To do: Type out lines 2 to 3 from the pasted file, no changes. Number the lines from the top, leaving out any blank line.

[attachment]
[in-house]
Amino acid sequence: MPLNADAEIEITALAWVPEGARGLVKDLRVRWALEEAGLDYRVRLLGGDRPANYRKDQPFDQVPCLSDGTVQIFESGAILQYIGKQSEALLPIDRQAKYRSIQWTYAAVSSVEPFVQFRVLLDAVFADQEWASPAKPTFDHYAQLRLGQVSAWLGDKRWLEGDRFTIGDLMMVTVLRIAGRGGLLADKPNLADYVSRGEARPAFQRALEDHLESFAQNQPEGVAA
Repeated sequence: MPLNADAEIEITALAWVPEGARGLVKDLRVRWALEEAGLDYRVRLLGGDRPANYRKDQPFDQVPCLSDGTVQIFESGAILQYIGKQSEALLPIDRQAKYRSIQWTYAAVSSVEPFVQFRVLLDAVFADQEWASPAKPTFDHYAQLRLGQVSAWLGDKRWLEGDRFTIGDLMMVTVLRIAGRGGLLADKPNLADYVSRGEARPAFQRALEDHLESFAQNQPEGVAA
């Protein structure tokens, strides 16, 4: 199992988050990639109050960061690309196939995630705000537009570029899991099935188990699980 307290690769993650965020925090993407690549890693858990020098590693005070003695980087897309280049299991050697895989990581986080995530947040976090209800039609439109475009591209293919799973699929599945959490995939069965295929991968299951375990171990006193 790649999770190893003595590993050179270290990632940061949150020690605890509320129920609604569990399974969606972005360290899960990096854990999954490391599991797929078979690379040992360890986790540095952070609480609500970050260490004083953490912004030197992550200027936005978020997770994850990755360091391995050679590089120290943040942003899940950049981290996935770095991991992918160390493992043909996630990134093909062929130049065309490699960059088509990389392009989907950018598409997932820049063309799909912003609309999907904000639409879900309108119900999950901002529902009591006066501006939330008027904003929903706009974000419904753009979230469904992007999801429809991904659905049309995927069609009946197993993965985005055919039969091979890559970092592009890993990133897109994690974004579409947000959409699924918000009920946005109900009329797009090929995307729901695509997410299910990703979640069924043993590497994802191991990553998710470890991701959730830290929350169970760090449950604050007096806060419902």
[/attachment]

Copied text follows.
Amino acid sequence: MPLNADAEIEITALAWVPEGARGLVKDLRVRWALEEAGLDYRVRLLGGDRPANYRKDQPFDQVPCLSDGTVQIFESGAILQYIGKQSEALLPIDRQAKYRSIQWTYAAVSSVEPFVQFRVLLDAVFADQEWASPAKPTFDHYAQLRLGQVSAWLGDKRWLEGDRFTIGDLMMVTVLRIAGRGGLLADKPNLADYVSRGEARPAFQRALEDHLESFAQNQPEGVAA
Repeated sequence: MPLNADAEIEITALAWVPEGARGLVKDLRVRWALEEAGLDYRVRLLGGDRPANYRKDQPFDQVPCLSDGTVQIFESGAILQYIGKQSEALLPIDRQAKYRSIQWTYAAVSSVEPFVQFRVLLDAVFADQEWASPAKPTFDHYAQLRLGQVSAWLGDKRWLEGDRFTIGDLMMVTVLRIAGRGGLLADKPNLADYVSRGEARPAFQRALEDHLESFAQNQPEGVAA